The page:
I should have written "But in five or six months." at the bottom.
Four days later, I was answering my Facebook email, which is woefully neglected. I had four emails from some guy, Michael, which were one month apart exactly. Who was this guy? He had sent me a link from some singer, Lisa Hannigan, thinking I might like the style of one of her songs... and I had listened to it previously, and liked the music, but I hadn't actually LISTENED to it. The song was called "I'd like to meet you.". You can listen to it here while you roll your eyes at me.
I was trying to figure out who this guy was... his last email had said, "I'm bummed you are leaving the state." and I thought, I don't even know who you are, why would you be bummed? So I clicked on his profile, and I realized... HEY, this was that coaching client guy! This is the camping guy! I remembered seeing a photo where he was looking at the camera, maybe doing dishes on a camping trip, and I remember seeing myself behind the camera, and seeing my kids in the picture with him, and I remember thinking, wow, Kate. That's wishful thinking, and that's not healthy.
I emailed him back. I answered all four of his emails about ten minutes apart, and I asked him, "Am I going to meet you?" wondering why he would be bummed I was leaving if I didn't even know him...
The next morning, I got an email, "My flight vest was rumbling all the way to Spokane..." Apparently, he's a flight paramedic. He flies around in a helicopter rescuing people in remote and urgent situations and taking them to hospital care. Yeah, I know. Okay. Heroic. His flight vest was rumbling because he was getting my emails. And he was glad they were all from me.
And thus began 48 hours of mad texting. And then I thought, this is insane. I don't know this guy. How do I know what he's like? He could wear socks with his teevas for all I know. He could be a serial killer. You decide which is worse.
Finally, I told him, after being completely twitterpated for two days, "I can't do this. I can't flirt with you and be swept off my feet by a man I don't know. I know NOTHING about you! And you know nothing about me, and I can't ask your friends, hey, what's Mike like?" I was stuck. I've never been in a situation where I wasn't friends with someone first and then grown into a relationship with them.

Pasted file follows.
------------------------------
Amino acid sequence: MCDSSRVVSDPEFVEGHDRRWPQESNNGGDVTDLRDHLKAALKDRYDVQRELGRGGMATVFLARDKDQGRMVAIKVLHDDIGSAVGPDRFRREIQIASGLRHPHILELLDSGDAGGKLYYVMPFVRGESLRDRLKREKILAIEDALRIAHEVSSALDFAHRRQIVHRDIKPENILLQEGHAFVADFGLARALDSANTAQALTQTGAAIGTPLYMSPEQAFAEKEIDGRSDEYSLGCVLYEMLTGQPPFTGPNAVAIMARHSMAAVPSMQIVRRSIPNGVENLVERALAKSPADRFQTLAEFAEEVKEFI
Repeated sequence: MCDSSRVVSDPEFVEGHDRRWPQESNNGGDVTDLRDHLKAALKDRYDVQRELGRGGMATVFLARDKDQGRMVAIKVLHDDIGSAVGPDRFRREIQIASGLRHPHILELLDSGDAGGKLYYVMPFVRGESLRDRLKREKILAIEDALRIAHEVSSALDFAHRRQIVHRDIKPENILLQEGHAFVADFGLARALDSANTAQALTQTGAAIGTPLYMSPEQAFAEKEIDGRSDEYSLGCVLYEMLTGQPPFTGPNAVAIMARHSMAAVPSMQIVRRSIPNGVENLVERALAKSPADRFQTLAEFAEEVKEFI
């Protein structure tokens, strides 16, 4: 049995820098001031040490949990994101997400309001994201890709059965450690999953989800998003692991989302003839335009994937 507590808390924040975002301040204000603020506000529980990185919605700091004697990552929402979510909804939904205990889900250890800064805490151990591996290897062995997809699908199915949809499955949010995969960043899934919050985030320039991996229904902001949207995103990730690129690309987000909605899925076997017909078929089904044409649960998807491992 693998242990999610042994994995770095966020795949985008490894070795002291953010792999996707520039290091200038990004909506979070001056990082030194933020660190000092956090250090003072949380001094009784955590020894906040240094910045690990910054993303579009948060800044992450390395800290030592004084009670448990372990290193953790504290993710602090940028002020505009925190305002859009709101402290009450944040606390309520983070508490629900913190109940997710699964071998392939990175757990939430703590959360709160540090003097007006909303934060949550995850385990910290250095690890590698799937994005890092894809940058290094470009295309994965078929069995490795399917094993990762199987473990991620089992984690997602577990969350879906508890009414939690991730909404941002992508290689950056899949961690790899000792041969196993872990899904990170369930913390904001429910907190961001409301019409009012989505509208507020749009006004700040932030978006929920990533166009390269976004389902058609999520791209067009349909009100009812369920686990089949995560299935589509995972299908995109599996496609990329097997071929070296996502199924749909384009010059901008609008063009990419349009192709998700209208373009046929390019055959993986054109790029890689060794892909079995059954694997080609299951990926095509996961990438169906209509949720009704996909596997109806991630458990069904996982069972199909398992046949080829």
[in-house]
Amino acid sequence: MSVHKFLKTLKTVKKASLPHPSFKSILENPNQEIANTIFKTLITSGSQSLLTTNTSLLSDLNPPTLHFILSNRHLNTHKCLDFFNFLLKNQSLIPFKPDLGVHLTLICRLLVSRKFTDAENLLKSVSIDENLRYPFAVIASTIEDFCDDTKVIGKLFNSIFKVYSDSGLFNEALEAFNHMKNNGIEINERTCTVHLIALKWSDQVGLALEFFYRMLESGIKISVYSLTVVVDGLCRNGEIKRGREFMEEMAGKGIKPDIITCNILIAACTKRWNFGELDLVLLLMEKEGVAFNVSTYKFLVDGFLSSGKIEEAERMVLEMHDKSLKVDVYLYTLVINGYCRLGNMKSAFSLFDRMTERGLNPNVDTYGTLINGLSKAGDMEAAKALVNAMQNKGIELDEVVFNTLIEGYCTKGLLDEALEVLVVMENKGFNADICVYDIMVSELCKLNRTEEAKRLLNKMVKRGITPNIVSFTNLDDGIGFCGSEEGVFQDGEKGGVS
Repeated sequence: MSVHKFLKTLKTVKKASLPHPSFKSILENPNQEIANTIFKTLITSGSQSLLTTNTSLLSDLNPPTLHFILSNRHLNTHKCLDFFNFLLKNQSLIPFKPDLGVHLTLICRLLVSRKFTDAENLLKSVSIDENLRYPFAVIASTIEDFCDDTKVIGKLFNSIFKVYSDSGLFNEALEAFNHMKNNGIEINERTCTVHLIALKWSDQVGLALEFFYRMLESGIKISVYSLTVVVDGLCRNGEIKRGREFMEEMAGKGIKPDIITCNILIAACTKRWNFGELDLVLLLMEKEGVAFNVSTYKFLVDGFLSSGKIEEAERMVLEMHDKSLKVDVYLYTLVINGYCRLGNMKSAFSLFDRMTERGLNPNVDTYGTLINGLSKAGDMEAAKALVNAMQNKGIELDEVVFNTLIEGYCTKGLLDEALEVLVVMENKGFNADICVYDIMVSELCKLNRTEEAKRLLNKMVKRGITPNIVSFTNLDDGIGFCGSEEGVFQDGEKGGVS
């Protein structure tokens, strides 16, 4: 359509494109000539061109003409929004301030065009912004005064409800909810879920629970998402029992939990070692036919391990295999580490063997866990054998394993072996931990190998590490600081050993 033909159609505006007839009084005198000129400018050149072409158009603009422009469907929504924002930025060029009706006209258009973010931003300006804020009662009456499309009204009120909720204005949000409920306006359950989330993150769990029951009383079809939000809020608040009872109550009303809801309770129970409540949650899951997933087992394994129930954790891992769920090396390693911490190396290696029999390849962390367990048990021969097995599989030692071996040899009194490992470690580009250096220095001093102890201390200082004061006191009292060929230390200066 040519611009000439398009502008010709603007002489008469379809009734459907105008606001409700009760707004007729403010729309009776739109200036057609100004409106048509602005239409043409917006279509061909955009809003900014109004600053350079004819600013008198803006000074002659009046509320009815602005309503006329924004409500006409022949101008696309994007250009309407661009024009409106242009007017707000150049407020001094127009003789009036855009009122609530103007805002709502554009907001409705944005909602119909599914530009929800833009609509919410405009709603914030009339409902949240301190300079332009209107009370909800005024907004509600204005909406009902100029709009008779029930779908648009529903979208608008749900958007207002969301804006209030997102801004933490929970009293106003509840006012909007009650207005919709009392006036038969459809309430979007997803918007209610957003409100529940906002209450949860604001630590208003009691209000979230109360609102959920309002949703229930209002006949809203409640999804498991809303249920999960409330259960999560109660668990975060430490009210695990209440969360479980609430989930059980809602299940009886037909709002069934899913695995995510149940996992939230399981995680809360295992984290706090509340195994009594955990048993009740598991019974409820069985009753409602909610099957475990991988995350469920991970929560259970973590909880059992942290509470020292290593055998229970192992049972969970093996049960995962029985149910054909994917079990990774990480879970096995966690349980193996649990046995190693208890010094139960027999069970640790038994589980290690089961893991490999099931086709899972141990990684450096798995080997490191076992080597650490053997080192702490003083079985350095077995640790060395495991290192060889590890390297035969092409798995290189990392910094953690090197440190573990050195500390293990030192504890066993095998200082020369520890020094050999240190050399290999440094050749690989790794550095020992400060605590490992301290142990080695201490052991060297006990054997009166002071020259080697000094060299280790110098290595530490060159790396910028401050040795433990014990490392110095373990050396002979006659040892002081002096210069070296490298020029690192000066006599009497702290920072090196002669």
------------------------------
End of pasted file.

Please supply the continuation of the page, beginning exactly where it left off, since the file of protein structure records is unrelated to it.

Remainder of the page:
And so, after being the recipient of such texts as "I want to plant food with you, I want to dance with you, I want to sit with our bare feet in the grass together at the edge of the river and watch our kids play..." (Are you reading this out of a book? Really? How can you be brave enough to say these things to me?... oh wait... I asked for this. I wrote down what I wanted. I want someone who is not afraid to love, not afraid to say how he feels, who is willing to take risks, who loves me passionately... shit. I asked for this and now I'm scared of it and I'm running away...) I balked.
"Hey, I'm going camping with my kids on Friday. Want to come?" he asked me.
"Sure." I said. (What? Really? Well, there were some other folks up in Whitefish we could camp with, so it would be safe, but on the other hand, what would be worse than being stuck all weekend with some wierd guy who I didn't hit it off with? Was I insane? Part of me was already feeling like I was in love with him, could that even be possible?
I told my sister. "I'm going camping with this guy..." of course, she thought I was certifiable.
"Kate. You can't do this. You can't go camping with a total stranger with your kids. No." I told this to Mike.
"Hey, my sister is very protective of me, and she might have something here... I need to listen to her. I'm not sure I should go."
"Can I talk to your sister?" he asked me. Sure. I gave him her number.